The cucumber, apple and mint recipe swaps processed sugars for whole fruits like apples, pears, or bananas. They sneak in some nutrient rich spinach and kale too. Looking more to skip the salt but keep the flavor? The cucumber and bell pepper recipe uses fresh ginger to provide a kick and parsley and lime juice to provide that rich, savory flavor.
Village Farms’ Luscious Seedless Long English® and Scrumptious Mini® Cucumbers are loaded with essential nutrients like vitamins K and C and promote a healthy heart and skin. At 95% water they are a great way to stay hydrated as well. These attributes and more make cucumbers a great vegetable to help you start the New Year on the right
Heavenly Villagio Marzano® Tomato Galette
So I realize you don’t know me, but I’m really not a baker. Really. I’m a huge cook, but I really don’t bake. Not pies. Not cakes. Not cookies. Not tarts. Not breads. Nothing.
But this is one recipe that even us non-bakers can make. And it’s so darn delicious and so darn simple that you’re going to make it all the time. My Heavenly Village Marzano® Tomato Galette uses, and I say this with no shame whatsoever, a store-bought Pillsbury Pie Crust, some caramelized onions, shredded white cheddar and my very favorite little tomato, the Heavenly Villagio Marzano®. (If you happen to be a baker, and more props to you if you are, go ahead and make your own crust you big showoff!)
I don’t know how they do it at Village Farms, but I promise you these mini san marzano tomatoes are the best little tomatoes you’ll ever eat. I use them for everything. And when it’s arranged on the top of this open rustic galette (or tart), it’s not only beautiful, it’s like heaven in your mouth. (does that even make sense?) You get what I mean. These tomatoes are amazing!
Galette: a fancy French word for tart – use it and impress your friends. wink. wink.
Once you’ve caramelized your onions, the rest is fast and easy. Bring the dough to room temperature, drain the onions, and place onions, shredded white cheddar and those lovely sliced mini san marzano tomatoes inside the crust in that order. Fold up the edges and bake. It’s pretty small, about the size of a personal pan pizza, so you won’t feed an army on this. But it’s perfect to share with the one you love with a nice salad on the side on Christmas Eve.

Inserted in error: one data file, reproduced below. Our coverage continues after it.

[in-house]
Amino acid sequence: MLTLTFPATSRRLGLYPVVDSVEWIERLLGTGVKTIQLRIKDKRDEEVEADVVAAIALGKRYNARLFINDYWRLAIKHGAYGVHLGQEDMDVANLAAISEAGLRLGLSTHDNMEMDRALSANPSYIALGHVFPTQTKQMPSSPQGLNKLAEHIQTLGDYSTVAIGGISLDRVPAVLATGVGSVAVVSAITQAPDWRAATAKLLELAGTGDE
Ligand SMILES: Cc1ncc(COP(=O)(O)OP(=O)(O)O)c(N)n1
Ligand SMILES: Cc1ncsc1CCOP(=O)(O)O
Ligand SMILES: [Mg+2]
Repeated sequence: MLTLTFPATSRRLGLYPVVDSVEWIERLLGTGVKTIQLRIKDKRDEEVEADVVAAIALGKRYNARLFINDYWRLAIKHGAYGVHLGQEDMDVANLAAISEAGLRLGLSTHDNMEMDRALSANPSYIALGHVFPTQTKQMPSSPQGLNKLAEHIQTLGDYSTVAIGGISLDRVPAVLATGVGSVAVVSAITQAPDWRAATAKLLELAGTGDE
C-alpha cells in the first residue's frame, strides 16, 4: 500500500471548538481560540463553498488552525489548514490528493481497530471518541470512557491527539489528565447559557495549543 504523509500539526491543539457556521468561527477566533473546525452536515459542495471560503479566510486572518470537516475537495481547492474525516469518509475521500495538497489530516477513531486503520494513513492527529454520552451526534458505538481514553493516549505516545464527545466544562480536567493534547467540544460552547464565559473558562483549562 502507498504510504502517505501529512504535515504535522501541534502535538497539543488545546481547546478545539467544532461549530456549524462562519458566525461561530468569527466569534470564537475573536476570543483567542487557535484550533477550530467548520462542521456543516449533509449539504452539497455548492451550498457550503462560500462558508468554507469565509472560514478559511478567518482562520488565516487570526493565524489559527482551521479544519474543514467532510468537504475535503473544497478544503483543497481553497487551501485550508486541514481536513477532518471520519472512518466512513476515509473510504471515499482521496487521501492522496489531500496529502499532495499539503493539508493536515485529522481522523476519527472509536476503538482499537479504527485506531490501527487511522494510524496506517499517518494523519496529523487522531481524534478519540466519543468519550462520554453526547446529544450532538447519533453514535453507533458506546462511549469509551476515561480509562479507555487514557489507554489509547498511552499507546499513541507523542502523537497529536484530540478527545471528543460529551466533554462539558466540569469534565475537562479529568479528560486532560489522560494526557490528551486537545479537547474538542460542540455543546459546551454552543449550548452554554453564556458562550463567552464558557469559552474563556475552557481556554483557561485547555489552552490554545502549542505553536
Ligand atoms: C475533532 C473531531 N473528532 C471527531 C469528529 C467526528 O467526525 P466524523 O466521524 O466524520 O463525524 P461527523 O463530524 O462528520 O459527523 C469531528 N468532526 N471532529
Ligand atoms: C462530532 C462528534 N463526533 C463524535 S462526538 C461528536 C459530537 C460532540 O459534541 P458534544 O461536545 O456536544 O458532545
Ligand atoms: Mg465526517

Recipe and photography by Nancy Farrar
Do something different this holiday: Follow this guide for the perfect cheese and tomato pairings
by Diana Pittet
Nothing signals a special holiday gathering like a cheese platter. Put one on the table and watch the crowd, drink in hand, gather around for a generous slice from a wedge of cheese.
This festive season, instead of garnishing your cheese board with a typical bunch of grapes, surprise, delight, and nourish your guests with some pop-them-in-your-mouth tomatoes.
Swapping grapes for any variety of Village Farms tomatoes may seem unconventional, but it’s not as strange as you may think. Remember: tomatoes are fruits, after all, and they are wonderful companions to cheese, their sweet acidity playing off the richness of the dairy. In a season of regretful overindulging, tomatoes will be a welcome relief for your guests. And it’s super easy for you as the host – no cooking or prepping needed.
Here are some tips for creating your own winning tomato and cheese platters during the winter holidays or scroll down for some pre-set pairings:
Cheese Platter Principles
Variety is key. Just as Maverick Mix® is an appealing assortment of colors, flavors, shapes and sizes, so too should your cheese platter. Mix it up with different milk types (cow, sheep, goat, water buffalo); textures (soft; creamy; firm; hard); and styles (fresh–chevre or mozzarella; bloomy rind–think brie; stinky, Cheddar; alpine–Gruyere is an example; blue; etc.). Simply arrange them on a plate and place a bowl of Maverick Mix® in the center.
The pairings can be more deliberate than just putting out a mix of cheeses and tomatoes. Select the perfect cheese for a specific Village Farms tomato, just as people pour a particular wine to complement a singular cheese. Rarely are there wrong combinations for a pairing, but there are certainly more successful ones.
Here are three guidelines to steer you in the right direction:
1. Pair like with like. For example, a sweet tomato with a cheese with sweet notes, such as an aged Gouda
2. Pair contrasting flavors, like a salty cheese with a sweet tomato, (think pretzels with chocolate)
3. Pair geographical partners, like a tomato of southern Italian origins with a cheese from that region
I used a combination of the three principles for the following tomato pairings.
Cherry No. 9 Fall in Love Again® & Goat Cheese